³And if this strain is indeed not S. cerevisae, is it really an ale yeast (as labeled by White Labs – “Hefeweizen Ale Yeast”)? It seems that most definitions of “ale yeast” specify that the strain is S. cerevisae. Sure, this is being a little pedantic, but I still think it’s an important question to ask!

Edit: I did a bit of reading and it actually might not be cost prohibitive to ID this strain via sequencing, so I may try that as well.

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16 thoughts on “The Weihenstephan Strain (WLP300/WY3068) – Saccharomyces or Torulaspora? Part 1

  1. Nice research, I hope you keep going down this rabbit hole (even if it does end up being “just” sacc). Between “Brett” Trois not being brett and WLP300 (maybe) not being sacc there’s been a lot of shakeup in fermentation world. I guess that’s a good thing, lots of serious amateur homebrewers are doing experiments that formerly only professional brewers/labs would share amongst themselves.

    I predict that in the new few years we’ll start seeing the flow of info generally going from homebrewer -> pro and not the other way around.

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    1. That’s an interesting thought! I think that you might be right – especially regarding novel techniques and cost cutting measures.

      I imagine that the big yeast labs have the resources to positively ID these strains, but it just hasn’t been done yet (perhaps because if a yeast strain makes good beer, why bother?). I can imagine it’s hard for these companies to justify the costs surrounding these experiments, although as I understand it White Labs and Illumina are collaborating to build a better taxonomy/genomic understanding of the brewing strains.

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  2. Fascinating read! This is a strain I rarely use, primarily because of the 4VG, among other compounds, it imparts. I’m curious if the commercial labs’ vagueness is intentional or not?

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    1. Interesting – that’s one of the things that I love about it! Different strokes, of course.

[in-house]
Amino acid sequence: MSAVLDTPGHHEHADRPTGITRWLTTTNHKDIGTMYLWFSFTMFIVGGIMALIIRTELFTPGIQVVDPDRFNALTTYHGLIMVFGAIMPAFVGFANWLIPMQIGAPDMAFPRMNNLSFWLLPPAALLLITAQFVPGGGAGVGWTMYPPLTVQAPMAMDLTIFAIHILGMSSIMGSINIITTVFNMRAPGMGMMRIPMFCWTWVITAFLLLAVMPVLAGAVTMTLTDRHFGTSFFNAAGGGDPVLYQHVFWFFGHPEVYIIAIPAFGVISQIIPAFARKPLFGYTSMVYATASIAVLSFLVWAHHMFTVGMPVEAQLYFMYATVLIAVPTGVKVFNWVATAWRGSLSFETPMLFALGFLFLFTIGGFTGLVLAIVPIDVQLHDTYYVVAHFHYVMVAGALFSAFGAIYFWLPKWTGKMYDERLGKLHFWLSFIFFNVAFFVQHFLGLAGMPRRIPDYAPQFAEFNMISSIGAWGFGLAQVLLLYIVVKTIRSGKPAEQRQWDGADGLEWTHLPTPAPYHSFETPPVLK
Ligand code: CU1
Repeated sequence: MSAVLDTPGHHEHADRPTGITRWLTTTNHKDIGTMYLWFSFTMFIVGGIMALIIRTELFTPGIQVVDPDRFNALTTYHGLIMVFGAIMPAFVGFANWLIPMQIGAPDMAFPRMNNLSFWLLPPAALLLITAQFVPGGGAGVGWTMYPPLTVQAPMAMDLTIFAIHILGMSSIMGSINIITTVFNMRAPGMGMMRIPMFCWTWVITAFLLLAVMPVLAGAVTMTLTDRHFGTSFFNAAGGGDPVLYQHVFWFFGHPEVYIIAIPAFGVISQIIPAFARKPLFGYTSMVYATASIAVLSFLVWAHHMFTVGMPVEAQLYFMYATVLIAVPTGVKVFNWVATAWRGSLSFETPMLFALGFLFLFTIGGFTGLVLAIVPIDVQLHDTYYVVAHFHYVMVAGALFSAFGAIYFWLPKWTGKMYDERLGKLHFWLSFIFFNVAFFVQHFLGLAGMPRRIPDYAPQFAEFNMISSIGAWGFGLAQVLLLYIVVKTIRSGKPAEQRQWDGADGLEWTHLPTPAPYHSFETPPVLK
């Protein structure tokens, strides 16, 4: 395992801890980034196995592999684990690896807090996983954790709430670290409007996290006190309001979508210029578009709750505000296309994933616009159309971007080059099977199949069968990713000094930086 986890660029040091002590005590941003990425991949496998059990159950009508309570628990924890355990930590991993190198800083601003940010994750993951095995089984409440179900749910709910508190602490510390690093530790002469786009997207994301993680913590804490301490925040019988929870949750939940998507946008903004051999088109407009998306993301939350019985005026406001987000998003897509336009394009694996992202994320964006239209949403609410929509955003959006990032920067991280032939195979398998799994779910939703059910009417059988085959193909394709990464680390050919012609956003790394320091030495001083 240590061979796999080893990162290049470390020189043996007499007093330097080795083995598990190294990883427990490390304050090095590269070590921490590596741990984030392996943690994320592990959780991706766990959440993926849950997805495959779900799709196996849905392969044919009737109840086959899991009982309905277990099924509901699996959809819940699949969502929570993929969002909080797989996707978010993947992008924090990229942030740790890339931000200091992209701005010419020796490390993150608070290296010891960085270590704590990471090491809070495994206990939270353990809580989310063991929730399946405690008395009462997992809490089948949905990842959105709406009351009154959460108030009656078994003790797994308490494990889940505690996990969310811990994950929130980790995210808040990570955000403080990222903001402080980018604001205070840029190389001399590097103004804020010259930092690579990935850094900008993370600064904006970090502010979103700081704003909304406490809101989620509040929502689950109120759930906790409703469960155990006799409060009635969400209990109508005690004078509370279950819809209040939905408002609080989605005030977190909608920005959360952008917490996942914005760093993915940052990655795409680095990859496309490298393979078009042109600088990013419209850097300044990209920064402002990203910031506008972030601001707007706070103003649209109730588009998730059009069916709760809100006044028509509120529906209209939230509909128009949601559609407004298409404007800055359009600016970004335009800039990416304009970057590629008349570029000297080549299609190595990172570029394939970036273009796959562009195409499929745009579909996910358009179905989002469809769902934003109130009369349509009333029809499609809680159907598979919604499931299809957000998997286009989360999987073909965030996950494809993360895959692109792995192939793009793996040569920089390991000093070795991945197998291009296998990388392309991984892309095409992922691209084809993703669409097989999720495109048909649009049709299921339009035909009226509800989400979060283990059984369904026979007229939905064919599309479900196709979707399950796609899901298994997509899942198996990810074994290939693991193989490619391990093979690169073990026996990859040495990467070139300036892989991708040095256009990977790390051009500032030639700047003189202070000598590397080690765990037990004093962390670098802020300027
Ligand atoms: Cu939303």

One interesting thing I learned while reading is that 4VG is considered an off flavor in some contexts (as it should be) – and the strains that produce it are called POF+ (for phenolic off flavor).

      I suspect that it probably is intentional. I was thinking about emailing them to find out for sure!

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      1. They certainly have access to the tools to properly ID this yeast strain (and they make a mighty fine hefeweiss). I’ll follow up with them to see what kind of analyses they do. I wonder, then, where the claim that is Torulaspora delbrueckii originated?

        Thanks for the tip!

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      2. I don’t know where the claim came from but I wish it would die. It is not like this strain is some random find from some yeast reseller. It is a commercial strain used by one of the worlds oldest most respected breweries that happens to be hand in hand with probably the most respected brewing school on earth. I bet there has been a ton of research on the strain between the university and brewery.

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      3. I’m sure has been a ton of research on this particular strain. I’ve shot an email over to someone at the university – hope to get a response! I’d be interested to see any data they have.

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  3. Thanks for the post – very interesting. Much like the recent hullabaloo about Brett trois; there is a point that you can claim victory in nomenclature based on DNA relatedness and there is simply the consideration of the strain as a tool to get the right job accomplished without regard for its family tree. I think most commercial brewers (especially big ones) will fall into the second camp. However, still fascinating for homebrewers and people who never really got to use their Bachelor’s in microbi (like me) for anything else.
    Cheers.

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    1. Glad you found it interesting! I think you’re right – if it makes good beer (and doesn’t kill you in the process) there’s no reason for a large brewer to dive into the nitty gritty of what species it really is (and, of course, the species itself is something of an artifact of humans’ unrelenting need to categorize everything)! At the very least, it makes for some interesting discussion.

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  4. Awesome write up, I just got a pure culture of this THIS week and i am going to do the 100% fermentation next month. I’ll let you know what the result is.